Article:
An Ethical Dilemma Essay
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BP is said to be a giant multinational corporation which is duly responsible for the seemingly controversial disastrous blowout and gas explosion in the Gulf of Mexico, which has taken has taken pains in recent years to make up its image. The company’s logo which has a flowery pastel helix indicates its earthy friendliness while at the same time its tagline “Beyond Petroleum” expresses its desire to diversify into sustainable, greener energy. But the scale of the spill — and the seeming inability of the government to seriously staunch the rapid flow without the company’s help has provided a very sharp reminder of the power that big oil still holds and stands over national politics and the very same entire communities that live in its shadow.
Moreover the company’s actions are facing duly unprecedented scrutiny because of a year’s long history of legal and ethical violations from critics, judges and members of the congress because of their main mandate believed to be making profits alone and not caring about anything else whatsoever. Hence during the last two decades, the company has undergone a number of issues with its credibility being lowered due to the three times it has been convicted of environmental crimes in both Texas and Alaska.
Due to the company’s intentionally based work safety violations in the United States history, it thus had to bear the biggest ever fine and is a main subject of a wide range of safety investigations, with one in one in Washington State which resulted with a much lesser $69,000 fine due to its thirteen safety violations that it committed. However much the company accepts that it is honestly responsible for the oil spill; it refuses to admit that it is thus guilty of a certain specific trends in environmental and safety downfalls. This is clearly shown by a review of the company’s history which shows that it has an ethically questionable past.
During the evening of April 20, 2010, a heavy explosion and gas release occurred on the Deepwater Horizon oil rig working on the Macondo exploration well for BP in the Gulf of Mexico. The fire burned continuously for more than 24 hrs where after the rig sank causing hydro carbons to leak into the Gulf of Mexico for about 87 days before the closure and sealing was activated.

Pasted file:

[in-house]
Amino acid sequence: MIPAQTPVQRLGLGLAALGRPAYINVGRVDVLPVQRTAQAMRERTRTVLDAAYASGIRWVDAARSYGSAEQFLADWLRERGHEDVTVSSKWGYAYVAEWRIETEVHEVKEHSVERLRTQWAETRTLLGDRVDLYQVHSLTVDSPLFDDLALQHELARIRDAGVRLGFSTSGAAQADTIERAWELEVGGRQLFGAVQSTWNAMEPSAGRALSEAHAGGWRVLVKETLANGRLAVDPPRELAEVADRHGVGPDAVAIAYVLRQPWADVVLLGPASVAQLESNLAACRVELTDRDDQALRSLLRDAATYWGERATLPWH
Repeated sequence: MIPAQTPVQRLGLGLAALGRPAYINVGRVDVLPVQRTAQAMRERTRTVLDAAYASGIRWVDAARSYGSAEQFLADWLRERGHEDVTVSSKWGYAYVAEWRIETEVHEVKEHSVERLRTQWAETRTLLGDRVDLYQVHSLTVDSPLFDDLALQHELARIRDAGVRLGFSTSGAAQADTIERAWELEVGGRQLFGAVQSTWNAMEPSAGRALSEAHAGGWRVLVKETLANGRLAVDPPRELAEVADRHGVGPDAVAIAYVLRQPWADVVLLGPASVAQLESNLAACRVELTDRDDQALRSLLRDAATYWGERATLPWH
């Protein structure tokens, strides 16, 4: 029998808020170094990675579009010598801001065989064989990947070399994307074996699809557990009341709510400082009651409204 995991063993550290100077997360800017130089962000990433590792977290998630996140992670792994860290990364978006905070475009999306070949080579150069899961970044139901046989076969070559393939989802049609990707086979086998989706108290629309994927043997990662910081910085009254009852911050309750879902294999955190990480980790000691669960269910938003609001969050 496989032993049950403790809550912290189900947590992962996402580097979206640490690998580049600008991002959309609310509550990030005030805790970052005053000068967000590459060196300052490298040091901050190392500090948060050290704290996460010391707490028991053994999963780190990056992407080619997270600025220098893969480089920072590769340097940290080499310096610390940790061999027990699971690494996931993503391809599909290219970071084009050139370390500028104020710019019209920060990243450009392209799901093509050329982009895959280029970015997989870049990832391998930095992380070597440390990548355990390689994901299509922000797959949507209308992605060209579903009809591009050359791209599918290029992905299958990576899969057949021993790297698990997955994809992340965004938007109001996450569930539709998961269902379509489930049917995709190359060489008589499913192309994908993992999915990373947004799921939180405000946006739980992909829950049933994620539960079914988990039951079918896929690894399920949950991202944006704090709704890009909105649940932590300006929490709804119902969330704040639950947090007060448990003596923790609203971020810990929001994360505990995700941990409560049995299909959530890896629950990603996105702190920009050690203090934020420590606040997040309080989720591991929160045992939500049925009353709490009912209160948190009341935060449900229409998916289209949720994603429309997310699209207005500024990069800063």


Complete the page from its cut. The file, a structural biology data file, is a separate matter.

The fundamental issue about the accident is that it really involved a loss and lack of control over the pressure in the well; this was followed absolute lack of performance by the well’s system which could have prevented the blowout. The well’s blowout preventer is a specially designed valve that maintains stable and consistent conditions, thus after the explosions occurred the preventer failed to function hence sealing the seal which could have prevented the leak to occur. As a result of the accident eleven people died and many others were injured.
The company deeply regrets this loss of life and recognizes the tremendous loss suffered by the families, friends and co-workers of those who died. However the company is remorseful on the environmental effects caused together with the damage caused on the livelihoods of the surrounding community. The management even put in measures to ensure that that disaster does not occur again.
They took up the responsibility for the overall swift clean-up and compensate the persons affected. They also compensated and paid for the health, safety and welfare of the people who came to assist with the immediate dealing of the oil spill. Hence the company has sought to mutually work hand in hand with the government, immediate shareholders, the local residents, employees, the whole oil industry and the media in general. Thus due to the devastating event that occurred, the company offered to provide immediate resolutions to the dilemma which included:
Handling the leak:
After the occurrence of the incident the United States federal government came up with a unifying area command and restriction which was to manage the effort response and communications. Hence the unifying and commanding members included the company itself, the United States coast guard, the United States atmospheric administration, the United States occupational safety and health administration and the United States federal departments and agencies.